Food and farming

These things are fundamental to who we are, what we do and how New Zealand makes its way in the world. But there are big problems with the way we’re farming. The industrial farming model prevalent in New Zealand is damaging our land, water, climate and farmers.

New Zealand farming made a name for itself based on two simple five-letter words – clean and green - with our products setting us apart in shopping trolleys and baskets across the globe. But somewhere along the way we lost our bearings.  

Family farms got snapped up and subsumed into industrial-scale dairying operations. We began clear-felling forests to make way for industrial dairy farms, piling fertilizers onto the land; squeezing too many cows onto every hectare, and feeding them supplementary feed from destroyed Indonesian rainforests. All this to sell faceless milk powder on volatile global commodity markets.

This industrial, high input model has cost our rivers (two thirds are already at times too polluted to swim in safely) our water (New Zealand now has the highest rates of waterborne gastro disease in the developed world), our climate (agriculture emissions make up half New Zealand’s emissions and continue to rise) and our farmers. New Zealand dairy farmers are collectively burdened with $38 billion worth of debt, putting unimaginable pressure on individuals, families and communities.

And things are set to get worse, with large-scale irrigation schemes planned across the country. People don’t necessarily make the link between irrigation and industrial farming. But the one leads directly to the other.  The reason big irrigation companies want to take water from our rivers is to enable more industrial agriculture (namely dairying) where it wouldn’t otherwise have occurred. Irrigation schemes are a golden ticket to more dairying and more water pollution.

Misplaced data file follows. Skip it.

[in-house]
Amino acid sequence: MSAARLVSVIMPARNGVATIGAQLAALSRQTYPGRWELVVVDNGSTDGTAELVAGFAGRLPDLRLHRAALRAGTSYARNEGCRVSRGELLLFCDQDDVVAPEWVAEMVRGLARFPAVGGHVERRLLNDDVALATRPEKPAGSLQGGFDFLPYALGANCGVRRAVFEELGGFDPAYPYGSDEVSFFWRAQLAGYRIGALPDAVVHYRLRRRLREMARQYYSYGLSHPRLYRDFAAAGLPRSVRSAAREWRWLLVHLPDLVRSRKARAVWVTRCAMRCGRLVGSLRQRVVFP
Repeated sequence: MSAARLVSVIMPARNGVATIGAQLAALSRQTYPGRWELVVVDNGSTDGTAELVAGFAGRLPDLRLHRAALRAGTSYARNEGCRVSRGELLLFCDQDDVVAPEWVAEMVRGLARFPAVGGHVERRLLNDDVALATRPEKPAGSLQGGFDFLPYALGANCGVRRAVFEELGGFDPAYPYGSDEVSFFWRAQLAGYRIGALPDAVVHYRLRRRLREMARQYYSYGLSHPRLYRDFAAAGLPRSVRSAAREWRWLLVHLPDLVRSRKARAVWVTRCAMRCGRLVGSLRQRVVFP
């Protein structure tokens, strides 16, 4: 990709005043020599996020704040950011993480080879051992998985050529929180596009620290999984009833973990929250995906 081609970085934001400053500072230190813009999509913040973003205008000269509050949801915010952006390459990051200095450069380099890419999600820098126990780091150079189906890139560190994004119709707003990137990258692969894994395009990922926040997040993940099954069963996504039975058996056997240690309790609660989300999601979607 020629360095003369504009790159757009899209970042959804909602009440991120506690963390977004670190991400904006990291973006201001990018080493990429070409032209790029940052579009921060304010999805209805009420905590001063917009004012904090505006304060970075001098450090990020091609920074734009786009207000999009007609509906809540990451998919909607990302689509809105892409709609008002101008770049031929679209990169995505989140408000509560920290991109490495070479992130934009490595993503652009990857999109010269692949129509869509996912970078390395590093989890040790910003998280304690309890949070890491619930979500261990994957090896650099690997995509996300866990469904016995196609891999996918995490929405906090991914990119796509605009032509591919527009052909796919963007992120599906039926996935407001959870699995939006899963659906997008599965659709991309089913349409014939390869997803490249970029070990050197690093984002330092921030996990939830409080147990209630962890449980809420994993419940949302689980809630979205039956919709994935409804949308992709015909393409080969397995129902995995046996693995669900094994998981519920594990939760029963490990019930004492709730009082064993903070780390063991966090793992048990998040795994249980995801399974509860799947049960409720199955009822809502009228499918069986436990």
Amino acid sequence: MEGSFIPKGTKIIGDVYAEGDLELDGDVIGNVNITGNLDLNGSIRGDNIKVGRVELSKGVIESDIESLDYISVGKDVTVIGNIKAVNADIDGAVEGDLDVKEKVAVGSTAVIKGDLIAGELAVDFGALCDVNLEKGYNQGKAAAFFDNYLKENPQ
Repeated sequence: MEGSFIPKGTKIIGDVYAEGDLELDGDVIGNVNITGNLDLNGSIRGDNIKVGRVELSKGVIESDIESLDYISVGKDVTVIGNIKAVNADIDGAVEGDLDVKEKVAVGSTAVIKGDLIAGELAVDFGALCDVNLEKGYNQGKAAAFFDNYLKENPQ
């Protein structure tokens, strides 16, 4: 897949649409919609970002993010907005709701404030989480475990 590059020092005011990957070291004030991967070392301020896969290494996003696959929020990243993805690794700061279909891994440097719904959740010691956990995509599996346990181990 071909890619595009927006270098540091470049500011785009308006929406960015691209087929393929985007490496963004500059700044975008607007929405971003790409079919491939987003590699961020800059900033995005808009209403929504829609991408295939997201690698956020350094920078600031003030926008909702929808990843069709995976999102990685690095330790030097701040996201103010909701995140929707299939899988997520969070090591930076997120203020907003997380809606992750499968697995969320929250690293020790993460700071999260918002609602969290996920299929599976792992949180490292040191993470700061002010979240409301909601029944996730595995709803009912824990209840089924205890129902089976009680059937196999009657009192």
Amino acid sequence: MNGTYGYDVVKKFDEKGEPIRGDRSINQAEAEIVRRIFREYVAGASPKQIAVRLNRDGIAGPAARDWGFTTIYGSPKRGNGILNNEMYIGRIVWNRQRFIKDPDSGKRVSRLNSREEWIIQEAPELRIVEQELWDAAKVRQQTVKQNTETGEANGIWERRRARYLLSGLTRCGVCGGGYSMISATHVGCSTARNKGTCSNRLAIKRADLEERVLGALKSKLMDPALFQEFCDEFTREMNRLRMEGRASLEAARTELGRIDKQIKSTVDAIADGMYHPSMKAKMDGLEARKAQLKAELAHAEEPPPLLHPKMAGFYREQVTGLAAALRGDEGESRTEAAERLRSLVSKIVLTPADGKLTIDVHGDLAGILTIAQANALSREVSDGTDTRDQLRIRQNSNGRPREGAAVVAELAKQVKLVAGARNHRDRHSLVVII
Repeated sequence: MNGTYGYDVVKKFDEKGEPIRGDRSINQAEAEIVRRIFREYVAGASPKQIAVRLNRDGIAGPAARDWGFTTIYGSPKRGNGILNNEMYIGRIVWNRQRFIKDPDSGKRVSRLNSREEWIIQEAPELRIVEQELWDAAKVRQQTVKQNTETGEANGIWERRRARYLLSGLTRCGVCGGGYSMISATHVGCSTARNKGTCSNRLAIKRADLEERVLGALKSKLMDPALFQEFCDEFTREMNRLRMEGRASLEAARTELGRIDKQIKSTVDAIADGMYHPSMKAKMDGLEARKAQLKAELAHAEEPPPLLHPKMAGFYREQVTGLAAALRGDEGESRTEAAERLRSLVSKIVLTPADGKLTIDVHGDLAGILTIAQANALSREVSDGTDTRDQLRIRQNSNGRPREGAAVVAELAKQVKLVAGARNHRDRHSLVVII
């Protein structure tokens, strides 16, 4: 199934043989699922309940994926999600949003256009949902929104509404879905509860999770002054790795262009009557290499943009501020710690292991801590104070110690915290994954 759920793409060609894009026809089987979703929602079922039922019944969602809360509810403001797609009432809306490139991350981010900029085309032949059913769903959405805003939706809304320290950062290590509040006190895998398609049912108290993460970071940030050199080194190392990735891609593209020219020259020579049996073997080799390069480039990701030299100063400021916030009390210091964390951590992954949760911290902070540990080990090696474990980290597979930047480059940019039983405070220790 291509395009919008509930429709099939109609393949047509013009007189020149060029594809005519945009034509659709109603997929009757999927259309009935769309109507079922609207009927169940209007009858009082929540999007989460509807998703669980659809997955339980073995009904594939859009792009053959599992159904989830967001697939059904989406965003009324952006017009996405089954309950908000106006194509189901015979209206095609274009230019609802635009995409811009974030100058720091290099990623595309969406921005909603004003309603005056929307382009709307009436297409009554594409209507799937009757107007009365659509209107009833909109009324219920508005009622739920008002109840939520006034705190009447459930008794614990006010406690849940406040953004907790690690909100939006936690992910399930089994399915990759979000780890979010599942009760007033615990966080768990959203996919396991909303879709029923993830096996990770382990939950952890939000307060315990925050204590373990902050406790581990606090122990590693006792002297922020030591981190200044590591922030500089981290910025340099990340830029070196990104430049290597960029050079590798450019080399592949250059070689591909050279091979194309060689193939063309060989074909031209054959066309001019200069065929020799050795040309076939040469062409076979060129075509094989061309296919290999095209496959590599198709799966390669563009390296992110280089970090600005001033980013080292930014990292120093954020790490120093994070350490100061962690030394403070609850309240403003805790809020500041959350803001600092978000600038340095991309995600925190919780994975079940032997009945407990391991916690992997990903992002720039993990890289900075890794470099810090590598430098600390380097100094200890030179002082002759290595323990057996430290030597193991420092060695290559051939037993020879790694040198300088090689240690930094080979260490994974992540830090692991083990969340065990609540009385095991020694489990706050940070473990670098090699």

The industrial dairying model is a failed experiment. Change is needed if New Zealand farming and farmers are to prosper again. We need to make New Zealand farming something we can be proud of again.

The latest updates

 

18th anniversary of the world's worst chemical disaster

Image | December 3, 2002 at 0:00

On the 18th anniversary of the world's worst chemical disaster, Greenpeace New Zealand joined groups in India and worldwide demanding that Dow takes responsibility for its toxic legacy in Bhopal, India. Greenpeace NZ protested outside the DOW...

Auckland International Airport Ltd. AGM Resolution

Publication | October 11, 2002 at 0:00

Greenpeace's resolution to the AIAL AGM: Resolution: That the company (AIAL) commit to cease incineration of all quarantine waste within 12 months and change to steam sterilisation.

Incineration solutions report

Publication | October 1, 2002 at 0:00

Options for quarantine waste treatment at Auckland International Airport

Greenpeace activists shut down Auckland Airport incinerator

Image | September 17, 2002 at 1:00

Greenpeace activists shut down the Auckland Airport incinerator.

Fossil fuels and climate change: The carbon logic

Publication | September 6, 2002 at 0:00

The Carbon Logic Report shows the implications for fossil fuel use in the form of a 'carbon budget' over the next century if the global commuity is to prevent dangerous climate change. It is demonstrated that it is only possible to burn a small...

Winds of change report

Publication | July 2, 2002 at 0:00

A report exploring New Zealand's phenomenal wind resource and options to drive renewable energy development.

Partners in Crime

Publication | March 1, 2002 at 0:00

"Partners in Crime" profiles the scandalous Kiunga-Aiambak Road Project as one example of what is going wrong in Papua New Guinea’s forests.

Greenpeace and Sawmill Workers Against Poisons (SWAP)

Image | October 23, 2001 at 1:00

Greenpeace and Sawmill Workers Against Poisons (SWAP) placed signs on all confirmed and suspected dioxin contaminated sites around Whakatane.

Pro GE Free New Zealand march up Queen Street

Image | September 1, 2001 at 1:00

Pro GE Free New Zealand march up Queen Street, Auckland.

Incineration and human health report

Publication | March 1, 2001 at 0:00

State of knowledge of the impacts of waste incinerators. Greenpeace International Research Laboratories, University of Exeter, UK.

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